Sign up now to receive our regular news briefs.

Passover, Water, and the Generosity of Israel

April 11, 2014 1:29 pm 1 comment
Mekorot, Israel's national water company, operates the Eshkol Central Filtration Plant, in the Galilee. Photo: Mekorot.

Mekorot, Israel's national water company, operates the Eshkol Central Filtration Plant, in the Galilee. Photo: Mekorot.

In a few days, Jews around the world will  gather at their seder tables to celebrate the Passover feast and retell the story of the Exodus from Egypt.

Not long after the Red Sea parted, the Bible tells us that, with the help of the Almighty, Moses brought forth water from a rock to quench the thirst of the ancient Hebrews. For those who made it to the Promised Land, and the future nation of Israel, the trials encountered during their trek through the wilderness far outnumbered the occasional water crisis.

More than three thousand years later, today’s people of Israel have mastered how to live in harsh desert conditions and now share their technology with the rest of the world. As a result, partnerships have been created in states across the U.S., and in countries with needs as diverse as Rwanda, Cambodia, and Vietnam. These partnerships help transform formerly arid environments into agricultural food centers, produce solar energy power as an alternative to expensive and polluting fossil-fuels, and bring life-saving water to communities in need of fresh supply. To better prepare for the future, last month California Governor Jerry Brown welcomed Prime Minister Benjamin Netanyahu to Mountain View, California, to sign an agreement to “boost economic, cultural and academic cooperation between California and Israel, with an emphasis on water conservation, alternative energy, cybersecurity, health and biotechnology, education and agricultural technology.”

Israel’s smart, sustainable water solutions make the most of living off a land where little rain falls. I am proud to say that much of the science that has reshaped the former wilderness has been at the hand of Jewish National Fund (JNF) and its partners around the world.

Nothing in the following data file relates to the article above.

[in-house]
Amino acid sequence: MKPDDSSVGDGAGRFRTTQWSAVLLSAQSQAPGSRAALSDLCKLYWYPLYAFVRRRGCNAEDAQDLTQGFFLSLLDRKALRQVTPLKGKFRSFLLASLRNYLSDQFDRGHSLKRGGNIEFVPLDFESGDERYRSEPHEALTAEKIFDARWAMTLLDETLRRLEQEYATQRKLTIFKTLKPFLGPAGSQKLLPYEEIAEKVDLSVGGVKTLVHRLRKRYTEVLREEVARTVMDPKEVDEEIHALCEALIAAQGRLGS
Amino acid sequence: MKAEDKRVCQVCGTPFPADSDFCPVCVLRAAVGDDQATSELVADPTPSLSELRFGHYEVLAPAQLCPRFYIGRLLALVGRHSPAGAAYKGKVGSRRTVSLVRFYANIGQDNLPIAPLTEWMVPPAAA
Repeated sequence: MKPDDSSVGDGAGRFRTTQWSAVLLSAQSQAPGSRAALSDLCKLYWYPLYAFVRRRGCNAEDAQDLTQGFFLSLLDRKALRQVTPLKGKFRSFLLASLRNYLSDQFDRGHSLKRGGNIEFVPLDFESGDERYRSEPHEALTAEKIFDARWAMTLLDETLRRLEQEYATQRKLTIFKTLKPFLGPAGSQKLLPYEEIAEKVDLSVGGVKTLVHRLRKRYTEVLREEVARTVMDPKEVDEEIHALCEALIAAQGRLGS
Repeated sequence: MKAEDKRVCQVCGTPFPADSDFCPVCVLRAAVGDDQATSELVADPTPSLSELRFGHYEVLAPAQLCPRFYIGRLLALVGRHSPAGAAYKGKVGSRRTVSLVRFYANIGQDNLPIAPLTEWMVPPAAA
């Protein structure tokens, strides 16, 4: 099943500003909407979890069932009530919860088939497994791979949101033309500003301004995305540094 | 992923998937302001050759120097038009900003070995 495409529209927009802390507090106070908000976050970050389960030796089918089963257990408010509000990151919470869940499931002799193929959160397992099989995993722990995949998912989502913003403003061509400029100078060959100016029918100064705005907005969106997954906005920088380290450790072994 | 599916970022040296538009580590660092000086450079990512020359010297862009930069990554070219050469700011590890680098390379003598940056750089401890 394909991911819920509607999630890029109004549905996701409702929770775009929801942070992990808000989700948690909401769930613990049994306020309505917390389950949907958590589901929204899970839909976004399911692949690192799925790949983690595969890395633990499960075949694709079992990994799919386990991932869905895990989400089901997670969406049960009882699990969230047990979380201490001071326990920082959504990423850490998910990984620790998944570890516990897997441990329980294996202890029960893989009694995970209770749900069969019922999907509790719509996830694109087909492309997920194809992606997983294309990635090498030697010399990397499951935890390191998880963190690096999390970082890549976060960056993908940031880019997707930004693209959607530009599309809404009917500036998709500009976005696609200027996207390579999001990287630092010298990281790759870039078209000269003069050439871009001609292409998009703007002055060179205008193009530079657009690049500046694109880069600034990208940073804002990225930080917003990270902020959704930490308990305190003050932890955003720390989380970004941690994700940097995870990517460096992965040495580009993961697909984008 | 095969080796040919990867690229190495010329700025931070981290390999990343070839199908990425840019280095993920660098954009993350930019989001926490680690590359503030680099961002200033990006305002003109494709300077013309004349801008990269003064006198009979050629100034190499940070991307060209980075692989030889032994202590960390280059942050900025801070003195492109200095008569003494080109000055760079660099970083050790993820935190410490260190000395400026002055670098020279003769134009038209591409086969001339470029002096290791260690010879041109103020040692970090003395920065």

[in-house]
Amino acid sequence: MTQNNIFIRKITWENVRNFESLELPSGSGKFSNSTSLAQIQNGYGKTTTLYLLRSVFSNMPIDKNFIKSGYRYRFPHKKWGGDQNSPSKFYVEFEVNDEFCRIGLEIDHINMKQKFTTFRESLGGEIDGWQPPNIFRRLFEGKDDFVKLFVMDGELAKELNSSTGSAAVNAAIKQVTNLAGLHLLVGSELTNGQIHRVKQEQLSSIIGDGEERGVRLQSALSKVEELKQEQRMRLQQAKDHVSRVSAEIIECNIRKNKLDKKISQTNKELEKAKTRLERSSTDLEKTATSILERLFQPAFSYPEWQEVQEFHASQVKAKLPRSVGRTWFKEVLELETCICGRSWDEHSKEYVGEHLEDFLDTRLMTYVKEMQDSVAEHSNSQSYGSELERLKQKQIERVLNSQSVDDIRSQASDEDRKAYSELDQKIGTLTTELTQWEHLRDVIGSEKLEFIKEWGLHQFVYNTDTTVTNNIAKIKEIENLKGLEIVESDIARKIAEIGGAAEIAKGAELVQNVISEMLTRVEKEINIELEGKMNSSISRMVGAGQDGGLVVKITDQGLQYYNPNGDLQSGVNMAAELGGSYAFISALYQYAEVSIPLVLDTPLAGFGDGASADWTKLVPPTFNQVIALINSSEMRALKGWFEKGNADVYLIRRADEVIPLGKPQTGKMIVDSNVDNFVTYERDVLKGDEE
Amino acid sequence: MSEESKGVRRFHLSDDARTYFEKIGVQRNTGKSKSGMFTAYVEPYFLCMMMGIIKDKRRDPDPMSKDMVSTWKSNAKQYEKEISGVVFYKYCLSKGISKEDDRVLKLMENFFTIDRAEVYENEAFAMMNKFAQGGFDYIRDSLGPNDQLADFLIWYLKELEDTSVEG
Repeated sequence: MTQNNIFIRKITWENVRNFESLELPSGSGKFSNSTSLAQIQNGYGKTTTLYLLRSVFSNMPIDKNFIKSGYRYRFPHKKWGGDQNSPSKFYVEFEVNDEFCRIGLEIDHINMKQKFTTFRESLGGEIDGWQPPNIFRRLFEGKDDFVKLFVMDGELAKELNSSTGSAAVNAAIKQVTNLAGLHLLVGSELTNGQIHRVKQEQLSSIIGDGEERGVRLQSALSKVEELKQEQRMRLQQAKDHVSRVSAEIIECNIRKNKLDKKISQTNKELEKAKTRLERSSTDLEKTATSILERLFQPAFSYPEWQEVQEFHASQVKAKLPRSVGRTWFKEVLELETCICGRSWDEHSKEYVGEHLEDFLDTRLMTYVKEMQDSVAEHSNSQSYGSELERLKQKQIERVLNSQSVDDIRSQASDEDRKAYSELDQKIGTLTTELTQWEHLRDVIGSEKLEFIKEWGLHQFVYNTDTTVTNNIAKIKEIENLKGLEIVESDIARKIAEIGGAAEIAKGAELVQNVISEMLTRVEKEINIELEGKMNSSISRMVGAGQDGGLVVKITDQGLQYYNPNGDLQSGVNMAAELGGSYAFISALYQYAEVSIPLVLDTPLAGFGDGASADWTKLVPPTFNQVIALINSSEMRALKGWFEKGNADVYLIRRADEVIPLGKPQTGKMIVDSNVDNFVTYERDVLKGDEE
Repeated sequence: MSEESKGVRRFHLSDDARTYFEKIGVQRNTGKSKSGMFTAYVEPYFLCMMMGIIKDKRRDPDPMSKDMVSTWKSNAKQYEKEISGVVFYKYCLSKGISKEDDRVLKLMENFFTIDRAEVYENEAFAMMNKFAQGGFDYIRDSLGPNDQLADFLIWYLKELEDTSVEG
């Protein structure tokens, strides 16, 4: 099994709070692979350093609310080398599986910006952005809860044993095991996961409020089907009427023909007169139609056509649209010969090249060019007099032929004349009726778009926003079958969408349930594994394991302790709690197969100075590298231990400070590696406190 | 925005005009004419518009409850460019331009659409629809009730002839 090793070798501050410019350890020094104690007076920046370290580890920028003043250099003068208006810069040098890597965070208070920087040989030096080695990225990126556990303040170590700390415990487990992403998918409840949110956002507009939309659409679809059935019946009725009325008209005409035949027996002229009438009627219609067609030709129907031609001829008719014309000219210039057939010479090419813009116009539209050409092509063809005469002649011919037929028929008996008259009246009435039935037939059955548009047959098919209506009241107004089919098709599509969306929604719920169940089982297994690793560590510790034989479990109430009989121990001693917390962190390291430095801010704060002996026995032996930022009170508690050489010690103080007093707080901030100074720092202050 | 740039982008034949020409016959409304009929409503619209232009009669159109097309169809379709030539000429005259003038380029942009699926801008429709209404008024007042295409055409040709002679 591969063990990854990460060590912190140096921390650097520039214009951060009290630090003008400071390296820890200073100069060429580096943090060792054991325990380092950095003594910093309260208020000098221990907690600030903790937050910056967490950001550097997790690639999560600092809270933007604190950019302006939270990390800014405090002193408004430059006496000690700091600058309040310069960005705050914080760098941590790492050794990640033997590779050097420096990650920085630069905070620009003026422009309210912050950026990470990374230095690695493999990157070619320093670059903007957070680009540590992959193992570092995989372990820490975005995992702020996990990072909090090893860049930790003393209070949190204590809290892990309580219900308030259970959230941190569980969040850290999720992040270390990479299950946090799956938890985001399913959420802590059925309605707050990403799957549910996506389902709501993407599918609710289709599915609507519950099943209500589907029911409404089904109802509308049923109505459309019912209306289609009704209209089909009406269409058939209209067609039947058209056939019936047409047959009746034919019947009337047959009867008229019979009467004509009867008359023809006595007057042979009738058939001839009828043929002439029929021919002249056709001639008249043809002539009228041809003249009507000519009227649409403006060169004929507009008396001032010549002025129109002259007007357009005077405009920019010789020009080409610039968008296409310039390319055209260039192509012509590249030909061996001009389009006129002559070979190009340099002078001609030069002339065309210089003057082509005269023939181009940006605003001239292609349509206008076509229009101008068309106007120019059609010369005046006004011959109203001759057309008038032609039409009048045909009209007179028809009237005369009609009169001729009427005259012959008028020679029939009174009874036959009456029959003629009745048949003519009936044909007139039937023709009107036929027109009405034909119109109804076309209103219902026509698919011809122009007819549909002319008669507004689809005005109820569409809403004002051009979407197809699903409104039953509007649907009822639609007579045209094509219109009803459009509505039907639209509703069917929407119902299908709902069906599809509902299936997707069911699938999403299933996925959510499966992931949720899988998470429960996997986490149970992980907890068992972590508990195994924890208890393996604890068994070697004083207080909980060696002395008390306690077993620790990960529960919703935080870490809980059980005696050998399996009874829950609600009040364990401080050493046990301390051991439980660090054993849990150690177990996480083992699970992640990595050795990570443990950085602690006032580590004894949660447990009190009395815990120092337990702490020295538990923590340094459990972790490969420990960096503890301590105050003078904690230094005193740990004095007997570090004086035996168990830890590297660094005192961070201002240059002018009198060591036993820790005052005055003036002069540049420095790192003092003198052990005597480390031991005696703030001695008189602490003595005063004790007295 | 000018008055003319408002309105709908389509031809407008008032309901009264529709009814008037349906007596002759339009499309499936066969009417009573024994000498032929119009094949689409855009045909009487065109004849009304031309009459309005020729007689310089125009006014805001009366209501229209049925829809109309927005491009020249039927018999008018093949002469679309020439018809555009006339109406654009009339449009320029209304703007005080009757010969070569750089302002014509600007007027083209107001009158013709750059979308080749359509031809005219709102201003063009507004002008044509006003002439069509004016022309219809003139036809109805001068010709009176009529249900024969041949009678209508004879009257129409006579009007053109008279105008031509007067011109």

I often remark that a single drop of water is too precious a commodity to use only once. JNF has been at the forefront of water management and conservation in Israel, increasing the country’s total water supply by 12% and helping Israel become a world leader in water recycling and reuse. More than 77% of the recycled sewage water in Israel is reused, the highest amount in the world. Spain comes in at a distant second at 17%. The United States figures are well under 10%, with most of its recycled wastewater disposed of in streams, seas, or the gutter rather than being reused. JNF’s network of more than 250 recycled water reservoirs provide almost half of the water used for agriculture, saving enough freshwater to meet the drinking needs of 4.4 million Israelis a year.

Today, with the growing threat of climate change, chronic drought and the lack of plentiful water supply for much of the world, the picture is rather daunting. Eighty countries have water issues that threaten health, food production, and economic well-being, while more than 2 billion people have no access to clean drinking water. Population growth of some 80 million people each year further depletes ground and surface water supplies. In Texas, where severe drought has brought parts of the state to its knees, the population is expected to double in the next 50 years with a projected increase in demand for water rising by 22%, while at the same time its groundwater supplies are expected to fall by 30%.

JNF and Israel have become synonymous with successful initiatives that address water quality, trans-boundary challenges, recycling, developing alternative water sources, by using drip irrigation, conservation education, desalination, and stream and aquifer restoration. Happily, Israel is willing to share its technology and research with other nations to truly make the world a better place.

As we prepare to break matzo, pour the four cups of wine, and read of our ancestors departure from slavery in Egypt and of their return to Israel, I wish all those celebrating a very healthy and happy Passover.

Jeffrey E. Levine is president of Jewish National Fund and the owner of Levine Builders, Douglaston Development and Clinton Management in New York City and Hampton Assisted Living in Arizona.

1 Comment

Leave a Reply

Please note: comments may be published in the Algemeiner print edition. Comments written in all caps will be deleted.


Current day month ye@r *

More...

  • Book Reviews Opinion The Syrian Virgin (REVIEW)

    The Syrian Virgin (REVIEW)

    The Syrian Virgin, by Zack Love. CreateSpace, 2015. The Syrian Virgin, by Zack Love, is a very interesting novel. Equally a political and romantic thriller, at times a real page-turner, it gets you intimately involved in the dire situation in today’s Syria, as well as in the romantic entanglements of its mostly New York-based characters — whose entanglements just might determine the fate of that dire situation in Syria. Along the way it introduces a really important idea that somehow […]